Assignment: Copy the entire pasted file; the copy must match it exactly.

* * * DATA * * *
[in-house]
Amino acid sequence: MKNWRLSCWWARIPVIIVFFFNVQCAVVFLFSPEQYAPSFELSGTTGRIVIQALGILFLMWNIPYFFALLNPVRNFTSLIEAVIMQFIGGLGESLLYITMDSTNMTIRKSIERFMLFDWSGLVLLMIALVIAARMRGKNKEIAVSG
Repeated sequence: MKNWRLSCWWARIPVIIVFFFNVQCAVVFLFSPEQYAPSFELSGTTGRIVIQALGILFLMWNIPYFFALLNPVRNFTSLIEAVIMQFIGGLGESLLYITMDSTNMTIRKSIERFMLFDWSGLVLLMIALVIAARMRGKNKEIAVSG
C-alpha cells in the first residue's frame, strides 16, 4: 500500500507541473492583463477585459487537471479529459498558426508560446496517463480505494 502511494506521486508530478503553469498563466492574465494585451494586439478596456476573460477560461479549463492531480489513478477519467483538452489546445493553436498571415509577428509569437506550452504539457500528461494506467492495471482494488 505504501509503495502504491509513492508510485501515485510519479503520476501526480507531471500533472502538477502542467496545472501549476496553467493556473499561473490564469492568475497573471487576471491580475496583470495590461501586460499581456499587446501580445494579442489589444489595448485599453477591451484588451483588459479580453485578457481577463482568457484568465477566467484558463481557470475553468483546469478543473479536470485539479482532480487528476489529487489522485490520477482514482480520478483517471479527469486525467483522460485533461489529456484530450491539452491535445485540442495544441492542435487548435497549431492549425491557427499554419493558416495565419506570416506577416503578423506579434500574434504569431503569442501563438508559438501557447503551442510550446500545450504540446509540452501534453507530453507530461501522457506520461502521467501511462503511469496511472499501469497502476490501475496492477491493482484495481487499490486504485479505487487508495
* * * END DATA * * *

[in-house]
Amino acid sequence: MKNWRLSCWWARIPVIIVFFFNVQCAVVFLFSPEQYAPSFELSGTTGRIVIQALGILFLMWNIPYFFALLNPVRNFTSLIEAVIMQFIGGLGESLLYITMDSTNMTIRKSIERFMLFDWSGLVLLMIALVIAARMRGKNKEIAVSG
Repeated sequence: MKNWRLSCWWARIPVIIVFFFNVQCAVVFLFSPEQYAPSFELSGTTGRIVIQALGILFLMWNIPYFFALLNPVRNFTSLIEAVIMQFIGGLGESLLYITMDSTNMTIRKSIERFMLFDWSGLVLLMIALVIAARMRGKNKEIAVSG
C-alpha cells in the first residue's frame, strides 16, 4: 500500500507541473492583463477585459487537471479529459498558426508560446496517463480505494 502511494506521486508530478503553469498563466492574465494585451494586439478596456476573460477560461479549463492531480489513478477519467483538452489546445493553436498571415509577428509569437506550452504539457500528461494506467492495471482494488 505504501509503495502504491509513492508510485501515485510519479503520476501526480507531471500533472502538477502542467496545472501549476496553467493556473499561473490564469492568475497573471487576471491580475496583470495590461501586460499581456499587446501580445494579442489589444489595448485599453477591451484588451483588459479580453485578457481577463482568457484568465477566467484558463481557470475553468483546469478543473479536470485539479482532480487528476489529487489522485490520477482514482480520478483517471479527469486525467483522460485533461489529456484530450491539452491535445485540442495544441492542435487548435497549431492549425491557427499554419493558416495565419506570416506577416503578423506579434500574434504569431503569442501563438508559438501557447503551442510550446500545450504540446509540452501534453507530453507530461501522457506520461502521467501511462503511469496511472499501469497502476490501475496492477491493482484495481487499490486504485479505487487508495